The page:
When my physics prof at university started on the far left with e=mc2 and four blackboards later had derived one of Newton's laws of motion, I was so impressed that I couldn't sleep that night. Years later, when another professor, this time a Hassidic rabbi, lit up the lecture hall with an equally brilliant exploration of comparative theology, again, no sleep.
And here I sit now, practically vibrating from a day with the luminous Elizabeth Robbins, who painted not one but TWO superb oil still lifes today in a workshop, all the while wielding her brush with a light touch not unlike the effortless way Yoyo Ma holds his bow. The word "gob-smacked" must have been invented for just such an occasion. I was transfixed. In the afterglow, drunk with excitement, I stagger around the house, set up spotlights, transpose today's notes, edit the digitals, and google artists whom Elizabeth has recommended. I suspect there will be lots of time throughout the night to think and plan. Teeny bit overstimulated.
Day Two: Yes, sleep would have been preferable, but the long night did give me time to think through how I could set up a similar studio still life arrangement. After climbing onto the kitchen counter multiple times to fish out old but beautiful crockery from the top shelf and digging through the linen closet for interesting textiles, I rigged up a light/shadow box and started arranging flowers. Fifty-some shots later, the roses were totally ragged and so was I. But Step One is done.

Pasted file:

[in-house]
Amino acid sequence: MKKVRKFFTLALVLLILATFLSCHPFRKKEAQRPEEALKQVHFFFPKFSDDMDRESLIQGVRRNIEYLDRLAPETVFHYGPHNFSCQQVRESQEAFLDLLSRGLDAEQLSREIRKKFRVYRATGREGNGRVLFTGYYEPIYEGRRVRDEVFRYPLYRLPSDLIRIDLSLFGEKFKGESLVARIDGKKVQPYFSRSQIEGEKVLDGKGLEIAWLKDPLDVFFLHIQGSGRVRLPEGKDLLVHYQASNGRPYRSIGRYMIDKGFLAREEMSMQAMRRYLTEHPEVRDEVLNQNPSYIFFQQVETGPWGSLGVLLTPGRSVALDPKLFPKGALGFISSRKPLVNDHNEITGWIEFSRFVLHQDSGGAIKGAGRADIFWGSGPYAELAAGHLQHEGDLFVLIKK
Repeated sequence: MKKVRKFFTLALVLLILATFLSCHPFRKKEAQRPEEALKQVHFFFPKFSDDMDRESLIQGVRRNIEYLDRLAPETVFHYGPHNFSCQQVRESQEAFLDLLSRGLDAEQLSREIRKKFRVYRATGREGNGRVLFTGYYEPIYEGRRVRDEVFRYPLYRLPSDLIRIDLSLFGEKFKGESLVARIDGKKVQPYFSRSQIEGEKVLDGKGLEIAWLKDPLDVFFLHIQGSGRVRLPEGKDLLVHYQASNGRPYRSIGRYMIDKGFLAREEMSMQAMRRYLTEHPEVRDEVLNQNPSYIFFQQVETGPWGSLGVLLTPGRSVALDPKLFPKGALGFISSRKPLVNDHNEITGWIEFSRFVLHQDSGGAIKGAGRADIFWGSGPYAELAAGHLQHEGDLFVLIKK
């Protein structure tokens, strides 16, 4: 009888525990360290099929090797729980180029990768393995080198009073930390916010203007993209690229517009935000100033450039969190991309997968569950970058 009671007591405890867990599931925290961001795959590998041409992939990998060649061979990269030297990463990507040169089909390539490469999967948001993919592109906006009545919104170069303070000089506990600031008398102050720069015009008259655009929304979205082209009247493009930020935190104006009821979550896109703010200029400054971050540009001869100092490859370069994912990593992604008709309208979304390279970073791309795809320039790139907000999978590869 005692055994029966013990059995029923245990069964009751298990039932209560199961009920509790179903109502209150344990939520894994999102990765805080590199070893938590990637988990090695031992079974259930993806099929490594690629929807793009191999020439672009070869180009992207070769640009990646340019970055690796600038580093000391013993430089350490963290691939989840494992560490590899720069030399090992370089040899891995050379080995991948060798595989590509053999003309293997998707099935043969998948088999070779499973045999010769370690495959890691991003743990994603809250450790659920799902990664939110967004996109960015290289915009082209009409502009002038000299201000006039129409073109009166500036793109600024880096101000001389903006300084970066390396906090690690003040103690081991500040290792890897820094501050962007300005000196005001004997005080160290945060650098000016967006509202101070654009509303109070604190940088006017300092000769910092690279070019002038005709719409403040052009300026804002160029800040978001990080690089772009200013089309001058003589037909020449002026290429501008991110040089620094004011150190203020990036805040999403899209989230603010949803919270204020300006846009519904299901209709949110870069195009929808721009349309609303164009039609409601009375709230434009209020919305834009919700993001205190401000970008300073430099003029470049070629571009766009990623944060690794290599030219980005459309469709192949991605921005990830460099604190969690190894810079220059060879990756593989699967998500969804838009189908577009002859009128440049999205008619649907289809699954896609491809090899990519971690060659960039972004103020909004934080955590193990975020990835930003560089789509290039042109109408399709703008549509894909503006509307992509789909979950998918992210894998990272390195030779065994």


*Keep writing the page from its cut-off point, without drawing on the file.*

What I really want to work towards is looser painting. I'm quite a "tight" painter, I admit. The only time my florals were completely "loose" was after eye surgery (I had to wait to have a new prescription before I could even order glasses), and I compounded the reduced control by choosing watercolour on yupo "paper." This is one of my favourites from that period, long gone in a charity auction.